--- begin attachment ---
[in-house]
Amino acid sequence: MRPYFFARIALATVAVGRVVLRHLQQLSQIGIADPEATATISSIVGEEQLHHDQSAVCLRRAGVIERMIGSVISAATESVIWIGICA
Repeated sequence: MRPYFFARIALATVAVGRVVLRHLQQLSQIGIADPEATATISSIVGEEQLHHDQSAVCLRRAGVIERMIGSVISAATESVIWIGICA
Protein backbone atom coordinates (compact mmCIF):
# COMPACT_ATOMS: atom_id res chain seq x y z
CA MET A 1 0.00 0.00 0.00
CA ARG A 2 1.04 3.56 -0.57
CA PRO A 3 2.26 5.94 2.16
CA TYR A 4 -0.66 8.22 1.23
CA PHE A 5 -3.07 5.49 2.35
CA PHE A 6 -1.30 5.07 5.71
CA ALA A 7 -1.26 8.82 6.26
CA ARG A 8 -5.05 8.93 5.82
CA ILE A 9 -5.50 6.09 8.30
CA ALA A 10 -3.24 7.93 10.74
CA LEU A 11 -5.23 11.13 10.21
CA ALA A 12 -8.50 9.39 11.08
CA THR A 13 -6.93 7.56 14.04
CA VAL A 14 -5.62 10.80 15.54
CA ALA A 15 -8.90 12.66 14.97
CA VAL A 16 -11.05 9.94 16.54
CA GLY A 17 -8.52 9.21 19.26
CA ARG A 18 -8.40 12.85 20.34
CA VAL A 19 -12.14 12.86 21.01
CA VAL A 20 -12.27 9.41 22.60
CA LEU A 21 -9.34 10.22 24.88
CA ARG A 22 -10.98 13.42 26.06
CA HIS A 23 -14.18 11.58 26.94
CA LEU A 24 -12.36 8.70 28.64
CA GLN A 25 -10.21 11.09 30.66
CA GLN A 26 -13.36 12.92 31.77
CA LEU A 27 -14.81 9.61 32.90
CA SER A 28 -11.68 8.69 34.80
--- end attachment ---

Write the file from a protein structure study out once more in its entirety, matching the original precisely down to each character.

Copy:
[in-house]
Amino acid sequence: MRPYFFARIALATVAVGRVVLRHLQQLSQIGIADPEATATISSIVGEEQLHHDQSAVCLRRAGVIERMIGSVISAATESVIWIGICA
Repeated sequence: MRPYFFARIALATVAVGRVVLRHLQQLSQIGIADPEATATISSIVGEEQLHHDQSAVCLRRAGVIERMIGSVISAATESVIWIGICA
Protein backbone atom coordinates (compact mmCIF):
# COMPACT_ATOMS: atom_id res chain seq x y z
CA MET A 1 0.00 0.00 0.00
CA ARG A 2 1.04 3.56 -0.57
CA PRO A 3 2.26 5.94 2.16
CA TYR A 4 -0.66 8.22 1.23
CA PHE A 5 -3.07 5.49 2.35
CA PHE A 6 -1.30 5.07 5.71
CA ALA A 7 -1.26 8.82 6.26
CA ARG A 8 -5.05 8.93 5.82
CA ILE A 9 -5.50 6.09 8.30
CA ALA A 10 -3.24 7.93 10.74
CA LEU A 11 -5.23 11.13 10.21
CA ALA A 12 -8.50 9.39 11.08
CA THR A 13 -6.93 7.56 14.04
CA VAL A 14 -5.62 10.80 15.54
CA ALA A 15 -8.90 12.66 14.97
CA VAL A 16 -11.05 9.94 16.54
CA GLY A 17 -8.52 9.21 19.26
CA ARG A 18 -8.40 12.85 20.34
CA VAL A 19 -12.14 12.86 21.01
CA VAL A 20 -12.27 9.41 22.60
CA LEU A 21 -9.34 10.22 24.88
CA ARG A 22 -10.98 13.42 26.06
CA HIS A 23 -14.18 11.58 26.94
CA LEU A 24 -12.36 8.70 28.64
CA GLN A 25 -10.21 11.09 30.66
CA GLN A 26 -13.36 12.92 31.77
CA LEU A 27 -14.81 9.61 32.90
CA SER A 28 -11.68 8.69 34.80